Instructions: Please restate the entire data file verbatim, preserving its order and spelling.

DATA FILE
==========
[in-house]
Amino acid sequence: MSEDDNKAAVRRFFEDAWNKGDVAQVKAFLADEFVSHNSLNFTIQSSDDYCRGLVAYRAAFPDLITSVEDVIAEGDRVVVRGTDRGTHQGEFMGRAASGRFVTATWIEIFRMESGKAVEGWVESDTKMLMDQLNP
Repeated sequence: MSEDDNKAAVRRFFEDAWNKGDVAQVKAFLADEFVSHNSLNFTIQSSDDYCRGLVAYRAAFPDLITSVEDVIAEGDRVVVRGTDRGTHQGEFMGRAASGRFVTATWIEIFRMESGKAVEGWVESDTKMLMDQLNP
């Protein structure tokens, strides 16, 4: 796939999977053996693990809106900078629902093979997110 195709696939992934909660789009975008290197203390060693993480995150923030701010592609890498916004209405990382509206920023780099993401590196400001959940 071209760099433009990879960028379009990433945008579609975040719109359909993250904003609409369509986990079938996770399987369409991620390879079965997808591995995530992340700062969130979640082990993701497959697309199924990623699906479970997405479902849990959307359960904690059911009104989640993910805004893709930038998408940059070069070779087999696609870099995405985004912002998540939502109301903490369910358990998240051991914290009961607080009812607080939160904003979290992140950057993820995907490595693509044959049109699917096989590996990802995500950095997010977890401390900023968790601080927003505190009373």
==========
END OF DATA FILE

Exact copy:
[in-house]
Amino acid sequence: MSEDDNKAAVRRFFEDAWNKGDVAQVKAFLADEFVSHNSLNFTIQSSDDYCRGLVAYRAAFPDLITSVEDVIAEGDRVVVRGTDRGTHQGEFMGRAASGRFVTATWIEIFRMESGKAVEGWVESDTKMLMDQLNP
Repeated sequence: MSEDDNKAAVRRFFEDAWNKGDVAQVKAFLADEFVSHNSLNFTIQSSDDYCRGLVAYRAAFPDLITSVEDVIAEGDRVVVRGTDRGTHQGEFMGRAASGRFVTATWIEIFRMESGKAVEGWVESDTKMLMDQLNP
């Protein structure tokens, strides 16, 4: 796939999977053996693990809106900078629902093979997110 195709696939992934909660789009975008290197203390060693993480995150923030701010592609890498916004209405990382509206920023780099993401590196400001959940 071209760099433009990879960028379009990433945008579609975040719109359909993250904003609409369509986990079938996770399987369409991620390879079965997808591995995530992340700062969130979640082990993701497959697309199924990623699906479970997405479902849990959307359960904690059911009104989640993910805004893709930038998408940059070069070779087999696609870099995405985004912002998540939502109301903490369910358990998240051991914290009961607080009812607080939160904003979290992140950057993820995907490595693509044959049109699917096989590996990802995500950095997010977890401390900023968790601080927003505190009373």